The economic impact of pharma giants’ fight with the U.S. government over drug pricing reform

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Big Pharma firms Merck and Bristol Myers Squibb are challenging President Biden’s Inflation Reduction Act, alleging the law’s plan to lower drug prices infringes on their rights. The U.S. Chamber of Commerce — whose members include drugmakers AbbVie and Eli Lilly — is also aiming to block Medicare from rolling out the program.

In 2022, President Biden signed the Inflation Reduction Act (IRA) into law to fund major healthcare and climate change initiatives. No Republican supported the bill. The IRA allows Medicare to negotiate the prices of certain high-cost drugs. The program would first focus on 10 drugs in 2026. From there, it is slated to expand to 15 drugs in 2027 and 2028, and 20 drugs per year from 2029 on. Only medications on the market for years without competition are eligible.

Assessing the impact of the Inflation Reduction Act on drug …
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A timeline of Merck’s legal battle over Medicare negotiation

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Marking the first legal challenge of its kind, pharma giant Merck & Co. took to the courts on Tuesday, directly contesting the U.S. government over the Medicare drug price negotiation program. The Big Pharma company’s lawsuit, filed in the U.S. District Court for the District of Columbia, contends the program’s basis — the Inflation Reduction Act (IRA) — infringes upon the Fifth and First Amendments of the U.S. Constitution.

The legislation has put pricing pressure on the industry and contributed to a wave of recent M&A deals.

Merck, and the wider pharmaceutical industry, are raising the alarm. They claim the law, in effect, coerces drugmakers into accepting below-market rates. The lobbying group PhRMA (Merck is a member) released a statement in April 2023 arguing that the Inflation Reduction Act threatens patient access and complicates R&D efforts.…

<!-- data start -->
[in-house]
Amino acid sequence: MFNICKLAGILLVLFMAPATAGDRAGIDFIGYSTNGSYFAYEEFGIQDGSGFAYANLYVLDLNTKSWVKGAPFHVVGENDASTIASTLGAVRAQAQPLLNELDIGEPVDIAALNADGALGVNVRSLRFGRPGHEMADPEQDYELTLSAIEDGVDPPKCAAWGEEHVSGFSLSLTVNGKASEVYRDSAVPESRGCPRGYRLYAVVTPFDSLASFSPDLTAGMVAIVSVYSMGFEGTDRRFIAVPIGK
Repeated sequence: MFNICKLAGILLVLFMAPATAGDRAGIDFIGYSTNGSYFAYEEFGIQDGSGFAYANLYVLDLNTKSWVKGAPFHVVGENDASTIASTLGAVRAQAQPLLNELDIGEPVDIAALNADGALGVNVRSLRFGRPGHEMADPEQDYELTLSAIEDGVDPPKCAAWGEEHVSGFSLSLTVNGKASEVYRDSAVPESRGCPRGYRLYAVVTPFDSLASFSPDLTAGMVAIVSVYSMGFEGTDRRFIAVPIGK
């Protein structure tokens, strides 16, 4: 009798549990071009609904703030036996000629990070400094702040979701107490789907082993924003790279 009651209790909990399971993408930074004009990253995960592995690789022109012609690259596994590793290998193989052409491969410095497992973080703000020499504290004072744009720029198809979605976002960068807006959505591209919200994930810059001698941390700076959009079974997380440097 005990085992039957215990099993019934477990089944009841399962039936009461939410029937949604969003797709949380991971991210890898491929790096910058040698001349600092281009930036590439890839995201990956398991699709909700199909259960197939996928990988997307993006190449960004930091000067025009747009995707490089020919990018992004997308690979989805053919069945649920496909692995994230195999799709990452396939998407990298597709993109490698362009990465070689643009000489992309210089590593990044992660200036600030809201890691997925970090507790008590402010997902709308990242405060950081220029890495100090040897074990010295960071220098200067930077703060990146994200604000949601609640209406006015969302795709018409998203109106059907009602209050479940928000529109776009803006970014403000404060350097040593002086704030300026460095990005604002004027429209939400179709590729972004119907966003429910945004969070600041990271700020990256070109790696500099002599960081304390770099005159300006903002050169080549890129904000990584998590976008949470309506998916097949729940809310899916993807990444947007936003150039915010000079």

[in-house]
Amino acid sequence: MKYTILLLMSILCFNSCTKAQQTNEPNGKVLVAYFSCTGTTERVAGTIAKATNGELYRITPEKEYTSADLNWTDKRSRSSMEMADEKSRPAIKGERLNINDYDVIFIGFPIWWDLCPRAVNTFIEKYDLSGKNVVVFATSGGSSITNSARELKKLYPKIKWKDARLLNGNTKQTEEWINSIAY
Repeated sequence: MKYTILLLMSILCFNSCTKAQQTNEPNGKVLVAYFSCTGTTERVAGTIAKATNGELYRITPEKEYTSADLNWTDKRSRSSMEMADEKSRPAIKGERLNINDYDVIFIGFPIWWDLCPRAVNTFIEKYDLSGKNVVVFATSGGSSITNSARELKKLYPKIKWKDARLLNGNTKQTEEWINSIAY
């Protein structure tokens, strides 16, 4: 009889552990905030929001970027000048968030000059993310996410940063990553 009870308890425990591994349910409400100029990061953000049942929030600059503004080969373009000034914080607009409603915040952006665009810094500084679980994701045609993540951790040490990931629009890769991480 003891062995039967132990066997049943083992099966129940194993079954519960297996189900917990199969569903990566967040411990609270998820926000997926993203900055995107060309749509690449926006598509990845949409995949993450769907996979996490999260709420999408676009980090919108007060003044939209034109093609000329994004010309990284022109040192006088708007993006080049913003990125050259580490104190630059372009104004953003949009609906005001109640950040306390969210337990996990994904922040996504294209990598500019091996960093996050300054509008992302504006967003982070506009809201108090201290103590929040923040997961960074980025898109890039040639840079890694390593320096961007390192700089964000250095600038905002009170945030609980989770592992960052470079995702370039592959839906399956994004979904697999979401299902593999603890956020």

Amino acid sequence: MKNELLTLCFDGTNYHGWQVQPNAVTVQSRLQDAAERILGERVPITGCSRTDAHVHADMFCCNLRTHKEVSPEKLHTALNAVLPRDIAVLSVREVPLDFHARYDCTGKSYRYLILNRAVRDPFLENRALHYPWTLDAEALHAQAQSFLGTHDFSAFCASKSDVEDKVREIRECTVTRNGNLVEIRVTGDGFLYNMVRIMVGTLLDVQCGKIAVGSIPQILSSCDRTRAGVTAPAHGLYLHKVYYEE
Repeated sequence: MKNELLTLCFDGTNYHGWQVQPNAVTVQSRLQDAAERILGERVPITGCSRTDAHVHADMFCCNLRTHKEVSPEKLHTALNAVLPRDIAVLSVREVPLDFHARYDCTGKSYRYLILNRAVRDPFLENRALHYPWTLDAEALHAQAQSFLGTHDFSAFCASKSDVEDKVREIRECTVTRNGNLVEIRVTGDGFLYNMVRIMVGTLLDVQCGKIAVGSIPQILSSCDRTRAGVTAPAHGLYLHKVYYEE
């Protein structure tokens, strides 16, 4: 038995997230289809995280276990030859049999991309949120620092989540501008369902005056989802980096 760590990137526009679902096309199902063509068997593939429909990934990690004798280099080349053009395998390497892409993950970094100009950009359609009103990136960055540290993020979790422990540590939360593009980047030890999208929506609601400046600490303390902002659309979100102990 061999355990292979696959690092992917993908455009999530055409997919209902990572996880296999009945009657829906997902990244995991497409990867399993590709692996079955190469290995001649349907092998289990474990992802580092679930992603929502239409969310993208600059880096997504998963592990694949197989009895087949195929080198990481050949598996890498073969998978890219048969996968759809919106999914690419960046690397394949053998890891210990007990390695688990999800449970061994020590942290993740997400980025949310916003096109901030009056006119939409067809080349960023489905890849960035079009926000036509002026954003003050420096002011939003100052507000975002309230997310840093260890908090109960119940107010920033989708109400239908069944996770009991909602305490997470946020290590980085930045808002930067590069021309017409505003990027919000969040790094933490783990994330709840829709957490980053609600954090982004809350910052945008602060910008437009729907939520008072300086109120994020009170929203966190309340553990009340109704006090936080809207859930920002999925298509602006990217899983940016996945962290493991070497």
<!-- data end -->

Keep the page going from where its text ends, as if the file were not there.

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Unclear path for drug-pricing reform after Dem sweep 

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With Democrats having gained control of the Senate and the presidency, some form of drug-pricing reform is likely. But with the raging COVID-19 pandemic and ongoing threats to the Affordable Care Act, Democrats are more likely to focus on those issues in the near term, according to Barrett Thornhill, a partner at the public affairs firm Forbes Tate in a call with UBS analysts.

The political dynamics of the House is one challenge. Even though Democrats have narrow control of the House, they also have an increasingly vocal progressive wing. For that reason, bipartisan healthcare policy from the Senate could “actually have some trouble when it goes to the House because it’s not left enough,” Thornhill said.

COVID-19 itself has stymied prior legislative attempts at drug-pricing reform, while President Trump’s executive orders face ongoing legal challenges.


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